Warts: What are they and where do they come from?

Posted in Family Health.

At the end of the term, my daughter came home from school to reveal a large wart on the bottom of her big toe.


By the next week, two more had appeared on her neighbouring toes. ‘Stop touching them!’ I begged her. ‘They’re spreading!’

Seems I was too late. Yesterday one popped up on her finger. ‘I hope that’s not the one you use to pick your nose,’ I said. ‘You’ll  end up with warts on your face.’

‘I don’t mind,’ she answered. ‘That would make me interesting.’


My daughter striving to stand out from other kids at school is another story altogether. But I wasn’t about to watch her get covered in the things for the sake of being unique. I rushed off to get wart paint from the chemist, wondering when the next one would appear – and if the rest of us in the family had them coming too.

But before I got too hysterical about it all, I decided to do some research about kids and warts. I wanted to know what I was dealing with – and I had a few questions that needed answering.

This is what I learnt:

What are warts?

Warts are common infections in the skin caused by the human papillomavirus (HPV). There are over 100 different strains of HPV that cause warts on the body, including common warts, plantar warts, flat warts and genital warts. Warts are super common in children, with one in five being affected at some point. 

Read more about children’s health:

Are they dangerous?

Warts don’t look very nice, but they’re more of a nuisance than harmful. In fact, most warts tend to go away on their own within two years. They’re also contagious, so coming into contact with warts, or using items that have been touched by someone with warts can pass them on. However, common warts found on the body cannot be passed onto the genitals, as genital warts come from a different HPV strain.

Types of warts

Types of warts caused by HPV include:

  • Common warts – look like hard, raised lumps with rough surfaces. Typically appear on knees and hands.
  • Flat warts – look like smooth, flat lumps. Typically appear on the face, legs and hands.
  • Filiform warts – look like thin, long threads. Typically occur near the eyelids and lips.
  • Mosaic warts – look like a group of tightly clustered warts. The hands and soles of the feet are most commonly affected.
  • Plantar warts – look like small, hard bumps, which can have tiny black dots on them. Commonly occur on the soles of the feet.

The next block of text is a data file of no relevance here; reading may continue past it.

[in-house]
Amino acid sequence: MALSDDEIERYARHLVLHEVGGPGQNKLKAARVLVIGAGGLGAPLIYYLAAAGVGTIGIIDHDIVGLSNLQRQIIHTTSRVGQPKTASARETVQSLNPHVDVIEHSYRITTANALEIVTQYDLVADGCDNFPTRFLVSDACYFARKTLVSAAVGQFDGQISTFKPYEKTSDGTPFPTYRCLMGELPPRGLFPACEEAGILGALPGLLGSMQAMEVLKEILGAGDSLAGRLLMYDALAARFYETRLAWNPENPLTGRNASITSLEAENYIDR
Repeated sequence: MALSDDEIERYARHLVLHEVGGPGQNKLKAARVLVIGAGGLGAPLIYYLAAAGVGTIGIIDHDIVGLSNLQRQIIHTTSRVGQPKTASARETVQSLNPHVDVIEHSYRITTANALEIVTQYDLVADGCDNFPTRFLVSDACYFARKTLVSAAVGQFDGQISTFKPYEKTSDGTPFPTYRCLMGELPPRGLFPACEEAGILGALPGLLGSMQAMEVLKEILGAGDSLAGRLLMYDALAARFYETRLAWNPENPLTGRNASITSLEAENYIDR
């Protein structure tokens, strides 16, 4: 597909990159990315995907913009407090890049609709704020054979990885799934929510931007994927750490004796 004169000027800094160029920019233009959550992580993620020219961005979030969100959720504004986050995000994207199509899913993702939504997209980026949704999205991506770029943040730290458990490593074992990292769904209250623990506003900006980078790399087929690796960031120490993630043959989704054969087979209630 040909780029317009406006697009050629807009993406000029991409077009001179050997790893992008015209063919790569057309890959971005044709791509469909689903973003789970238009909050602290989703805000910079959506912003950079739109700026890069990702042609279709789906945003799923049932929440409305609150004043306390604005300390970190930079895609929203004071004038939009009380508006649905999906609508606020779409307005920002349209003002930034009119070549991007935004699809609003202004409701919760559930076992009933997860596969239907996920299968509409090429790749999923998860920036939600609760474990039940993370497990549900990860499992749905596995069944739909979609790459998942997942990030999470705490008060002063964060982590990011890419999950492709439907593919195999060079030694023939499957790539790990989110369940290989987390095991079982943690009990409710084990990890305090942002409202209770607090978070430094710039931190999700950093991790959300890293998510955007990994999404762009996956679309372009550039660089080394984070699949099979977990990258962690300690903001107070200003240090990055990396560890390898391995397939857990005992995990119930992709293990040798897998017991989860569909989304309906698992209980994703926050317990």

• Genital warts – look like grey or off-white lumps and appear in the genital area.

Where do warts come from?

Anyone can get warts, as HPV is easily passed from person to person. However, not everyone will get warts just because they have HPV. Having a cut or scratch in the area that touches a wart makes it more likely for warts to be spread. This is why they’re so prevalent in kids, who often have injuries, and chew around their fingernails, breaking the skin.

If your child has a wart or warts, explain to them that picking and touching the wart area might cause more to develop. Take care that your child wears thongs or sandals in public showers or changing rooms, where it can be easy to catch plantar warts on their feet.

Treatment for warts

Here’s what you can do if your child develops a wart:

See your GP – When it comes to kids and warts, it’s always a good idea to have your GP check them out, so they can advise the best treatment option.

Do nothing –  apparently, about 65 percent of warts clear up on their own within two years. However, if you’re worried that child might spread warts easily – for example if they’re on the hand – or several warts have developed, you might decide to look into treatment to eradicate them.

Topical chemicals – these are agents that are applied directly to the skin. They’re designed to irritate and destroy the wart skin, so care must be taken to avoid getting it on healthy skin. It can take up to twelve weeks for a wart to disappear using this method.

Cryotherapy – this involves your GP freezing off warts with liquid nitrogen. It may take up to four months of regular cryotherapy to get rid of them.

Burning and laser- these treatments are done under local anaesthetic. Both treatments can leave scars, which might make it difficult to treat the wart if it comes back in the same spot.

Immunotherapy – this method can be used when warts resist other treatments. It uses the patient’s immune system to fight off the stubborn warts. It can take time and be very itchy.


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